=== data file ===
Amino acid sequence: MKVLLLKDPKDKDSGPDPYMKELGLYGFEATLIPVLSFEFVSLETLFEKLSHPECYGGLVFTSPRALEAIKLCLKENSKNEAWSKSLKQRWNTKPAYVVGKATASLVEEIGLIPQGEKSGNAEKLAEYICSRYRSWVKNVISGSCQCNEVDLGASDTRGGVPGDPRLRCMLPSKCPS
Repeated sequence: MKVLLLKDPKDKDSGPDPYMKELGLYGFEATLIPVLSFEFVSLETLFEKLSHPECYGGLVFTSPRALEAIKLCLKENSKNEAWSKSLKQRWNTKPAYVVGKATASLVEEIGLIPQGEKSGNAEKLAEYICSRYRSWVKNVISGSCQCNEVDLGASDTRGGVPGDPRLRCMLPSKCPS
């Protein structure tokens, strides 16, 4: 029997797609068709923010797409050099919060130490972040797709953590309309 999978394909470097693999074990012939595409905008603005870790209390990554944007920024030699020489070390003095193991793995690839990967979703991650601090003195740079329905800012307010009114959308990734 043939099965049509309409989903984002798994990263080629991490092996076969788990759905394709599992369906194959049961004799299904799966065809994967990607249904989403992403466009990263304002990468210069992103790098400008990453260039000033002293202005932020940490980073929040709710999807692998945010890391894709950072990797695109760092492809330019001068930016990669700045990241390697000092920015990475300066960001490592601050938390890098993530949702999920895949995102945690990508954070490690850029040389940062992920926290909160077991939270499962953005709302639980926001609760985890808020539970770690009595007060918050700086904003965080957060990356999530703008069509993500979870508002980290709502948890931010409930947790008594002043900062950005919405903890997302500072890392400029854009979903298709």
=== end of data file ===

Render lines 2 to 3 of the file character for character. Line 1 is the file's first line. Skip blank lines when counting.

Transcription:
Repeated sequence: MKVLLLKDPKDKDSGPDPYMKELGLYGFEATLIPVLSFEFVSLETLFEKLSHPECYGGLVFTSPRALEAIKLCLKENSKNEAWSKSLKQRWNTKPAYVVGKATASLVEEIGLIPQGEKSGNAEKLAEYICSRYRSWVKNVISGSCQCNEVDLGASDTRGGVPGDPRLRCMLPSKCPS
């Protein structure tokens, strides 16, 4: 029997797609068709923010797409050099919060130490972040797709953590309309 999978394909470097693999074990012939595409905008603005870790209390990554944007920024030699020489070390003095193991793995690839990967979703991650601090003195740079329905800012307010009114959308990734 043939099965049509309409989903984002798994990263080629991490092996076969788990759905394709599992369906194959049961004799299904799966065809994967990607249904989403992403466009990263304002990468210069992103790098400008990453260039000033002293202005932020940490980073929040709710999807692998945010890391894709950072990797695109760092492809330019001068930016990669700045990241390697000092920015990475300066960001490592601050938390890098993530949702999920895949995102945690990508954070490690850029040389940062992920926290909160077991939270499962953005709302639980926001609760985890808020539970770690009595007060918050700086904003965080957060990356999530703008069509993500979870508002980290709502948890931010409930947790008594002043900062950005919405903890997302500072890392400029854009979903298709």